July 25, 2012
What’s the difference between New York City and Paris? “New York is fried, Paris is baked,” Baldwin tells us. When he leaves Brooklyn for a two-year stint in Paris, he hopes for more of a contrast than that. What he finds is that the world is smaller than even Disney could have imagined. “The Great French Dream didn’t sound much different than the Great American Dream, only with More Vacation Days.” Even the costumes are the same. “Hey, is it me,” he asks, “or did Parisians ditch berets for Yankees caps?” All the Parisian men he knows dress like him, in jeans. Shockingly, two-thirds of his ad agency colleagues lunch on McDonald’s (albeit in courses, with chicken nuggets serving as the entrée). Even the president at the time, Nicolas Sarkozy, is an American-style leader, all flash and bling.
The expat experience in Paris is a perennial favorite subject for books and movies. There’s The Paris Wife, “Midnight in Paris,” Almost French, Paris to the Moon, Dreaming in French, and the phenomenally—but weirdly—popular Bringing Up Bébé. What makes Paris I Love You stand out is its wry, self-deprecating, often slapstick humor. When Baldwin tries to ask a female French co-worker for some of her time (tes temps), his mispronunciation turns the phrase into a request for her nipples (tétons). Proper nouns are indecipherable. “I’d think someone had conjugated a verb in the subjunctive,” he says, “but they’d simply mentioned an eighties French sitcom I didn’t know.” Baldwin is funnier than Woody Allen and edgier than Adam Gopnik. I couldn’t restrain myself from interrupting my husband repeatedly to read him passages aloud so we could laugh together. As I write this, I hear my husband cackling in the next room, while he reads the book himself. I’ve lived in Paris before and am leaving for a one-year sojourn there soon. All you have to do is say “French fry” and my whole family cracks up, so I’m probably the perfect audience.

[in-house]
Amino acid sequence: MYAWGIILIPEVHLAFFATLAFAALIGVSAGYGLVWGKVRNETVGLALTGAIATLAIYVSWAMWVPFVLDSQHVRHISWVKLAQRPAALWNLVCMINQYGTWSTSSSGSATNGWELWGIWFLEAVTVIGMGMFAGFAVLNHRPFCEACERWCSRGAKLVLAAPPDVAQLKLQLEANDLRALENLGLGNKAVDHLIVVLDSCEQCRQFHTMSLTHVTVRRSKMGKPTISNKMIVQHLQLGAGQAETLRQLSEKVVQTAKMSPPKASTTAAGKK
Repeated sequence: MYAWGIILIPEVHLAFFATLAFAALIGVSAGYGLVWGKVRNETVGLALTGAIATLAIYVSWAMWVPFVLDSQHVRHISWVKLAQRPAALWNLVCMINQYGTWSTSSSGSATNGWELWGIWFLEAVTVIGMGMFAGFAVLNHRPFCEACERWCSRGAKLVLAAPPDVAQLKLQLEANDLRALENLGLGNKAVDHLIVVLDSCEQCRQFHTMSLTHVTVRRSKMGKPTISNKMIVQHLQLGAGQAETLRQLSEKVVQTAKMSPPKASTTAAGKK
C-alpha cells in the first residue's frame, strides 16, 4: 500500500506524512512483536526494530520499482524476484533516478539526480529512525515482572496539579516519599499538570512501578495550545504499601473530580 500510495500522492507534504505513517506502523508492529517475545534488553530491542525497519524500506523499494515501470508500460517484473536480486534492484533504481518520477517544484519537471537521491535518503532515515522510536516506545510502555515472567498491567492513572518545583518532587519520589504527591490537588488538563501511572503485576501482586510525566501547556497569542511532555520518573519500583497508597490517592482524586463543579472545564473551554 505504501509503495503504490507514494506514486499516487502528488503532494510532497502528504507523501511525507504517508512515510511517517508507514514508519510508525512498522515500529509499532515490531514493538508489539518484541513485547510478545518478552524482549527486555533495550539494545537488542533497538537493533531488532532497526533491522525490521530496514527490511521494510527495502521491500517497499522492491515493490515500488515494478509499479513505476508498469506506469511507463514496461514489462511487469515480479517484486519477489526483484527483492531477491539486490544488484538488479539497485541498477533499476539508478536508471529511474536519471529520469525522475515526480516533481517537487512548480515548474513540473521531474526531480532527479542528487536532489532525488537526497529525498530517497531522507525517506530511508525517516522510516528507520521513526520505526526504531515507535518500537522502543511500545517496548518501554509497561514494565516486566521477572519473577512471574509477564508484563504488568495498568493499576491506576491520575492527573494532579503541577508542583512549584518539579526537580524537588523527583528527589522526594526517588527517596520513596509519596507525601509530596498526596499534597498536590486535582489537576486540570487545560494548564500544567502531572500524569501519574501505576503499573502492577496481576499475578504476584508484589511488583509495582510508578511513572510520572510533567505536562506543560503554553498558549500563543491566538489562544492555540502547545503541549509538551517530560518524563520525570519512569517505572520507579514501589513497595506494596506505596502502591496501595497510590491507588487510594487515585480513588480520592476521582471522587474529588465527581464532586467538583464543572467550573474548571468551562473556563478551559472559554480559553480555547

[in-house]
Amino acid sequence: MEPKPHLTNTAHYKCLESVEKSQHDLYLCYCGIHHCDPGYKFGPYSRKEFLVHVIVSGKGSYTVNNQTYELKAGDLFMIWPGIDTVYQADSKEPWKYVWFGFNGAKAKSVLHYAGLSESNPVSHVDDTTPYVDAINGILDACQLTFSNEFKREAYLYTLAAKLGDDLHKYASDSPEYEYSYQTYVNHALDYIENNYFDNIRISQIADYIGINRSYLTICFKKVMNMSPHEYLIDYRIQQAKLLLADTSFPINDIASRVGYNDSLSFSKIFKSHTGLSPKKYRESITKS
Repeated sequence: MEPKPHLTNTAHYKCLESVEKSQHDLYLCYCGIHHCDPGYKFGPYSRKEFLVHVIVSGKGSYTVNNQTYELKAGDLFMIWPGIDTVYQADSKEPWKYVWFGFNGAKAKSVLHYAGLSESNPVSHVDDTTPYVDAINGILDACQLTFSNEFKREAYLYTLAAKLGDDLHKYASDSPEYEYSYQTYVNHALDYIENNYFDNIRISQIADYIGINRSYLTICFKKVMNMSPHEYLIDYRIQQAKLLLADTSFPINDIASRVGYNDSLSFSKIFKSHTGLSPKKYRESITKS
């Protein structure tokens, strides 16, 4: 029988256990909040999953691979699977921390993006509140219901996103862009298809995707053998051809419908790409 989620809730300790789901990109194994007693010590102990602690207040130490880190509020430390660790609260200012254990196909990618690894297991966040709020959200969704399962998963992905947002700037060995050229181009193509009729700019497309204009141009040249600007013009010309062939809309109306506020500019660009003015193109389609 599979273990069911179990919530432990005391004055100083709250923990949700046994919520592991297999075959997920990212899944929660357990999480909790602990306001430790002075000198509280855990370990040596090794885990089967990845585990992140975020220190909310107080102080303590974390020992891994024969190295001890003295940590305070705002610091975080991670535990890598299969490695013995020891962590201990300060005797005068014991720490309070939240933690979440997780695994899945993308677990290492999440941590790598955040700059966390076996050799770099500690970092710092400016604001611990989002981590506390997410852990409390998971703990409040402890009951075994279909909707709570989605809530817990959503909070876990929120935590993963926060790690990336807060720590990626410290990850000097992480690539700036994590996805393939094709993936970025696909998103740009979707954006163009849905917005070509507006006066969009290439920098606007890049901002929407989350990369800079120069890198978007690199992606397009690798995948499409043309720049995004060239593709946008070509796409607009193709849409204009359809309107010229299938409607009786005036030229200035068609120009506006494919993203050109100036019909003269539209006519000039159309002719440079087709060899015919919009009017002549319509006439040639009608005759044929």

“Living in another language and speaking defectively, I could not be clever,” Baldwin says. “At best, I was genuine. Accidentally funny, but never funny on purpose.” Lucky for us, our hero is highly accident prone. When he tries to set up his cell phone voice mailbox he accidentally programs it to operate solely by voice command, no buttons, in fluent French. The next day he has to ask his boss to unlock it. He tries rendering American idioms into French, but his coworkers “stand flamingo-still” when he casually drops, “Moi, je ne donne pas une merde (I don’t give a shit).” Within a month, he blows three projects’ deadlines due to giant bloopers of miscommunication. “Account supervisors frown at [him] with their whole bodies, leaning forward while exhaling poofs of air. What had they done to deserve this American?”
Paris, I Love You has received much acclaim, including being named one of the top ten travel books by Publishers Weekly. But it is more than a travel book: it’s a memoir about work, written by a novelist with serious literary chops. Baldwin does nearly no touristing. Instead, he gives us the inside scoop on the infant nutrition account he is, ridiculously, supposed to write informational booklets for without any information. He takes us along to London and San Francisco and The Bahamas, where he works with a film crew to interview celebrities for the Louis Vuitton luggage account. He shows us the day-to-day workings of an ad agency, where he is told that he is working too efficiently and making his partner look bad and where he is asked to make a presentation to a visiting Texan during his third week on the job.